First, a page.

2005. Retroduction 003. 2 CD-R.



1.-3. Xtempora 22.15
4. The Silence Speaks 8.20
5. Dream Transmission 4.45
6. Bubastis 5.30
7. Largo 3.40
8. Huygens 6.55
9. Beryllium 8.50
10. Im Anfang war… 3.00
11. Prometeus 6.25
12. Sub Vesperum 2.50


1. Glacialis 20.25
2. FlowolF 6.55
3. Pittura Metafisica 5.50
4.-10. Behemoth 37.05


Disc 1 is Xtempora: a collection of more rhythmic material including retro elements and lenghty improvisations.

Disc B Glacialis is more serene, ambient music and includes the longest Nemesis track so far: Behemoth. It´s a suite of more than 37 mins. in duration.

Most of the tracks are created firstly as lenghty improvisations and then heavily edited into a more concise form. A bit like the german group CAN used to do in the early 70´s (the band created ”instant compositions” and then Holger Czukay edited and trimmed the long tracks and jam sessions into Kraut rock classics with his reel-to-reel decks). A good example of Nemesis using this method is the title track ”Xtempora” which is Ami and Jyrki at their absolute improvisational prime. There was just very basic elements agreed beforehand: a couple of bass lines and drum patterns. The track´s first 6 minutes are what they thought they would be doing. After that the track mutated into totally unforeseen territories and all the rest is pure jamming, especially Jyrki creating effective melodies that sound like they must have been composed beforehand- but they were created on the spot! All in all, the track was a monster jam of 27 mins. Ami edited the dead moments away and added an overdubbed guitar – the only overdub there is apart from a few sound effects in the 3-5 mins. region. So as a result you can hear a track of 22 mins. – probably the best rhythmic improvisation Nemesis has so far delivered on tape… it really flows…

Some of the tracks, like ”Dream Transmission” are based on a very old themes (all the way back to 1995 even). But they are newly recorded/remixed and elements edited out and other instruments added.
”Im Anfang war…” is a surprising addition of a spoken word performance in the Nemesis oeuvre. German writer and multimedia artist Knut Gerwers has written the text and he also delivers it in a fitting style… there will be further co-operation with him in the future…

The ”Glacialis” album is a more ambient affair with long ambient jams, which feature Joni Virtanen in addition to Ami and Jyrki. The last track ”Behemoth” is a more varied track of 37 mins. It has a lot of ”Berlin school” moments and retro sounds. It begins as a slow soundscape and mutates thru various parts. This track is also basically an edited improvisation by the three musicians. Jyrki added a few synth sounds to the intersections and Ami added lead guitar to the 5th and 7th part. Otherwise it was created xtempora….hence the name for the album.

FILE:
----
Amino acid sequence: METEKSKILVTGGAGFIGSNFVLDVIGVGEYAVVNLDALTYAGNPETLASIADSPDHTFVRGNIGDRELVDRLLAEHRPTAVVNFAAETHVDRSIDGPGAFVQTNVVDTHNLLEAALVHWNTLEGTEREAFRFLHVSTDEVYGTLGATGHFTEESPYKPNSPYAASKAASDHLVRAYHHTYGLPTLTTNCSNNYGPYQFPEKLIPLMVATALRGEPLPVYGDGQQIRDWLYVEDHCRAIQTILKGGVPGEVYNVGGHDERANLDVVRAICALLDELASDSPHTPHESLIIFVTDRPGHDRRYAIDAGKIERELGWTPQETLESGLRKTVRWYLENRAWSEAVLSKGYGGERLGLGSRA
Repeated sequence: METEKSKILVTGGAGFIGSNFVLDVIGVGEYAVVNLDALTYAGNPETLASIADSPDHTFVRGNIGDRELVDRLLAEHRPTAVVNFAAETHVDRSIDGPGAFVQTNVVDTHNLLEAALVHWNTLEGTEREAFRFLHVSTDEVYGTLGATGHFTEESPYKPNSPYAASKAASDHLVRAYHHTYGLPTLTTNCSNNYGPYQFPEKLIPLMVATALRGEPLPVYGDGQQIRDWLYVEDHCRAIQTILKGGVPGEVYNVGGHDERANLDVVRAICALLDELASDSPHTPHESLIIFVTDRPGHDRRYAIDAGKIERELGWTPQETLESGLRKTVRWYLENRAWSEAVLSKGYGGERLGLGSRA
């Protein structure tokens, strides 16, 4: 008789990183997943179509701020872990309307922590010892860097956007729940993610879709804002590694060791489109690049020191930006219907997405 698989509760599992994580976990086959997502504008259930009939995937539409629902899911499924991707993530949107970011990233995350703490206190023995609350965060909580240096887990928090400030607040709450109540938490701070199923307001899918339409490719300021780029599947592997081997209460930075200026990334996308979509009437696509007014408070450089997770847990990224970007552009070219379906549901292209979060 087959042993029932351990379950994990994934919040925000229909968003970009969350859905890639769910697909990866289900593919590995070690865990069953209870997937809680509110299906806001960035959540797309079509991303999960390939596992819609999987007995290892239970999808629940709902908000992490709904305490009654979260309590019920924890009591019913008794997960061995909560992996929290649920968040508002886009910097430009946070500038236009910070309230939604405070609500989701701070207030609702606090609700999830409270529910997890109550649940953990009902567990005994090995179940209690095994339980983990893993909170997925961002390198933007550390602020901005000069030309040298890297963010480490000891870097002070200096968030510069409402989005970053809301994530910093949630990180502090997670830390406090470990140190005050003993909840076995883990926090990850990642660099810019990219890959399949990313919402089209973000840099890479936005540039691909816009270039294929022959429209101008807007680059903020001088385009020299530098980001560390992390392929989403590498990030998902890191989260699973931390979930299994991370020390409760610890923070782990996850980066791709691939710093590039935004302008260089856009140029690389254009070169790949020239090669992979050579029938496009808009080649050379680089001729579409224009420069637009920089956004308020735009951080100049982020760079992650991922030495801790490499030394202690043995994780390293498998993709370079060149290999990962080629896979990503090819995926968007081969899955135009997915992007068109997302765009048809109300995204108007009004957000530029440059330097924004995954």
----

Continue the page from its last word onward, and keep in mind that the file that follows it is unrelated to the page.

Xtempora is probably the most varied and truthful example of all sides of Nemesis so far…


[sc_embed_player fileurl=”http:///pp.kpnet.fi/amihassinen/jukebox/xtempora.mp3″]XTempora (sample)
[sc_embed_player fileurl=”http:///pp.kpnet.fi/amihassinen/jukebox/bubastis.mp3″]Bubastis (sample)
[sc_embed_player fileurl=”http:///pp.kpnet.fi/amihassinen/jukebox/glacialis.mp3″]Glacialis (sample)


Review from SMD

Shimmering tones, some being fairly melodic, mix together to form a tranquil beginning to Part One of the three-part title track. Little sequences start to bounce along on the back of some excellent body moving rhythms. Melodies can be heard lower in the mix but they form more of a supportive role to the syncopations rather than being a prominent feature. The Second Part is still rhythmic but calms things down a little before morphing into quite a groove with some absolutely gorgeous little space guitar licks. We surge into the final part. Initially the guitar departs as more wonderful but delicate lead lines come and go but it then returns being even more effective than before. What a superb way to start an album!

’The Silence Speaks’ begins with what sounds likes heavy breathing rising up from the bottom of some dank, water-dripping shaft. Cold metallic pads replace the previous sounds but the feel is just as bleak as before. A sequence starts to solidify, mutating all the time as other percussive loops join it in an ever-shifting sea of pulsations. A steady pattern is eventually maintained and lovely little melodic touches are placed over the top. These melodies become stronger and more uplifting as we progress. It’s another fantastic track where it is best to close your eyes and let the music take your mind where it will. The amazingly high quality already set continues with ’Dream Transmission’, a track based round some exquisite melodies using a superb mutated tubular bell type sound. ’Bubastis’ starts with a short repeated melodramatic melodic motif. A rapid sequence surges forward, a killer drum pattern following quickly on its heels. Delicate melodies bounce over the top acting as a foil to the power underneath. Gentle rain heralds the atmospheric ’Largo’, and all rather peaceful it is too, acting as something of an interlude before ’Huygens’. The rhythms are cranked up again, though not to silly levels. Growling guitar effects give a slightly ominous edge but then a lovely bubbly bouncing sequence enters lightening the mood once more. More sinister sounds keep returning however keeping us on our toes, never quite knowing in which direction we are going to be taken. In the third minute yet another brilliant lead takes centre stage before being replaced by an apocalyptic organ sound.